LOS ANGELES (CBS SF/AP) — The pharmaceutical industry scored a big victory in California, where voters rejected a ballot measure seeking to curb prescription drug prices paid by the state for millions of retirees, prisoners and poor people.

Opponents to Proposition 61 garnered 54 percent of the 8.5 million votes counted Wednesday.

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The measure would have required certain state health plans to pay the same prices for prescription medications as the U.S. Department of Veterans Affairs, which typically gets deep discounts for its purchases.

Drug-makers spent more than $109 million to oppose the measure, saying it would reduce access to medicines and raise prices for veterans and others.

“Voters did their research and recognized Prop 61 was a seriously flawed measure,” Kathy Fairbanks, spokeswoman for the “no” campaign, said in a statement.

Supporters said the measure would have provided significant savings for the state and could have forced the industry to begin reducing prices elsewhere.

“At the end of the day, we fight for what’s right,” said Michael Weinstein, president of the AIDS Healthcare Foundation, which raised the bulk of the more than $18 million spent in support of the measure.

Both sides recruited heavy-hitters for their causes. Supporters include the California Nurses Association, AARP and former Democratic presidential candidate Bernie Sanders, who held rallies in Los Angeles and Sacramento just before Election Day.

Opponents include the California Medical Association, the state’s largest doctors’ organization, and the state chapters of Veterans of Foreign Wars, Vietnam Veterans of America and the American Legion.

Sanders appeared at a rally supporting of Prop 61 in San Francisco last month.

Sanders called the pharmaceutical industry “a major health hazard to the American people,” Sanders said in a statement that it was time to “stop the greed, stop the lying, stop the profiteering. Stop charging the American people, by far, the highest prices in the world for prescription drugs.”

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Prescription drug spending in the U.S. has increased more than twofold in the last 13 years, Sanders spokesman Michael Briggs said. In 2015, the five largest drug companies made more than $50 billion, and the top 10 pharmaceutical executives earned more than $327 million.

“The reason that the pharmaceutical industry can charge us any price they want is because of their enormous wealth, power and political connections,” Sanders said in a statement.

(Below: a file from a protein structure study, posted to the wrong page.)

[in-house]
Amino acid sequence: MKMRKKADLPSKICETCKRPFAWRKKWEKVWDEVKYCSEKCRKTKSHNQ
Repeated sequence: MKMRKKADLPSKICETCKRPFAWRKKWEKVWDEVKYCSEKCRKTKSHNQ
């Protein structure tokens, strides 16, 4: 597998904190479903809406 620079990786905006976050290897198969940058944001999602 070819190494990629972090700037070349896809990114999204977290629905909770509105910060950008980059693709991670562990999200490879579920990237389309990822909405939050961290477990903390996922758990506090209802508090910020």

“Since 1998, they have spent more than $3 billion in lobbying and have made hundreds of millions in campaign contributions. They currently have 1,400 lobbyists on their payrolls in Washington, including former leaders of the Democratic and Republican parties,” Sanders said.

The so-called California Drug Price Relief Act produced the most spending of California’s 17 statewide initiatives. The two sides featured dueling advertisements saying capping spending would either finally help rein in rising drug prices or lead to even higher costs for virtually everyone else.

The VA, which serves some 9 million veterans nationwide, pays some of the cheapest prices because of its massive bargaining power and automatic discounts it gets under federal law.

Backers said passage would save the state money for prescriptions it reimburses or buys for prison inmates, government retirees and some low-income residents on Medi-Cal, the state’s low-cost or free Medicaid health plan for the poor. The measure would have affected between 4 million and 6 million people.

During the year ending June 30, 2015, California spent about $4 billion on drugs for the groups covered under the initiative.

Opponents contended it would reduce access to medicines and if the industry lowered prices for this group it would simply raise prices for others, including veterans. And since Proposition 61 did not force drug-makers to alter their prices — it only stipulates that the state not pay more than the VA price — independent analysts said it was unclear whether California would save much money.

Drug pricing is a hot issue nationwide and companies have faced blistering criticism over some huge hikes in the cost for individual items, such as Turing Pharmaceuticals raising by 5,000 percent the cost of a drug for a life-threatening parasitic infection and Mylan’s pair of EpiPen emergency allergy shots, which increased more than 500 percent since 2007.

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